A global fraud study of more than 6,100 consumers across 20 countries reveals that one in four consumers has been a victim of card fraud in the last five years.
Card fraud is composed of unauthorized activity on three types of payment cards—debit, credit, and prepaid. Cardholders experience fraud at very different rates around the globe, and each type of card has unique fraud challenges. The United Arab Emirates has the highest rate of fraud overall at 44%, followed by China at 42%, and India and the United States at 41% each.
Other findings of the study include:
• 63% of global consumers (respondents) who have experienced fraud are more likely to use their cards less.
• 50% exhibit at least one risky behavior, which puts them at higher risk of financial fraud.
• 55% are “very concerned” about reclaiming financial identity if they fall victim to identity theft.
• More than 1 in 10 have experienced fraud multiple times during the past five years.
“Given this latest data, financial institutions have their work cut out for them, both in terms of educational and preventative measures,” says Shirley Inscoe, senior analyst, Aite Group. “Consumers lack confidence in their bank’s ability to protect them from fraud, so banks must remain vigilant in their fraud migration efforts or face increased customer attrition.”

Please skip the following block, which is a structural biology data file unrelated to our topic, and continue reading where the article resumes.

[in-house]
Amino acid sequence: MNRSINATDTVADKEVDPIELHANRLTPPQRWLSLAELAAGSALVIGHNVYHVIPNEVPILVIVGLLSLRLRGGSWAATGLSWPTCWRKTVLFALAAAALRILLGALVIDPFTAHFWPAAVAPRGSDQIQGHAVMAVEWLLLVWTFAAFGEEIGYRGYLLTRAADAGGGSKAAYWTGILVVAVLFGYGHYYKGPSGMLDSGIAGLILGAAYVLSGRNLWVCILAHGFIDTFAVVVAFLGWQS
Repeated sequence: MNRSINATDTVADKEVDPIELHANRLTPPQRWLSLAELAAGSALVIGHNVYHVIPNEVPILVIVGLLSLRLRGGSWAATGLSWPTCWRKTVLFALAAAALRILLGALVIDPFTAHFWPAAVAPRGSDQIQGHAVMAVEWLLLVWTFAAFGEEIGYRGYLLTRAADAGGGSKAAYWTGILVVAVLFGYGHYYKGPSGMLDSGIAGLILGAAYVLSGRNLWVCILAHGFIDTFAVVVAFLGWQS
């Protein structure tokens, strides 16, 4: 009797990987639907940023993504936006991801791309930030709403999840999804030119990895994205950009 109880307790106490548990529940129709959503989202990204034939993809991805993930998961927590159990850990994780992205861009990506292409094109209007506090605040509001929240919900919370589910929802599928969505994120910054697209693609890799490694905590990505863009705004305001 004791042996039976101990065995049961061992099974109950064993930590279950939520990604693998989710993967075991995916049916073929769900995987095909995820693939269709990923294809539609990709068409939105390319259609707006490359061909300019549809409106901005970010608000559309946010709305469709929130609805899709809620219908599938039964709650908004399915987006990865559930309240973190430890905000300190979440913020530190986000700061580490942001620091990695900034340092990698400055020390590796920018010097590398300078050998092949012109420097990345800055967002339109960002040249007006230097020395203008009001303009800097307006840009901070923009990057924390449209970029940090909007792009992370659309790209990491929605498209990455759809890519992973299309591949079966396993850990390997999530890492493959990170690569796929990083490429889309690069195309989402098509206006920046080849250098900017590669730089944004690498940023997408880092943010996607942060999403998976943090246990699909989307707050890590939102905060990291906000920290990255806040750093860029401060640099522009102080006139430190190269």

With 1,367 confirmed data breaches in 2013 alone, the security of the financial services value chain is top-of-mind. As organized fraud rings relentlessly develop new methods of stealing funds and identities, consumers are increasingly losing confidence that there is anything that can be done to reverse this downward spiral:
• 23% changed financial institutions due to dissatisfaction after experiencing fraud.
• Nearly 2 in 10 lack confidence that their financial institution can protect them against fraud.
• 43% who received replacement cards as a result of data breach or fraudulent activity use their new card less than they used their original.
“Consumers are increasingly concerned about fraud, and are losing confidence on a variety of levels,” says Mike Braatz, senior vice president, Payments Risk Management Solutions, ACI Worldwide. “They are unsure that their financial institutions can protect them against fraud; they use replacement cards less often due to a loss of confidence in the card or card issuer, after experiencing fraud; and post-fraud, they often change providers or their cards go to back of wallet. This has immediate and long-term implications on customer loyalty, revenue, and fee income.”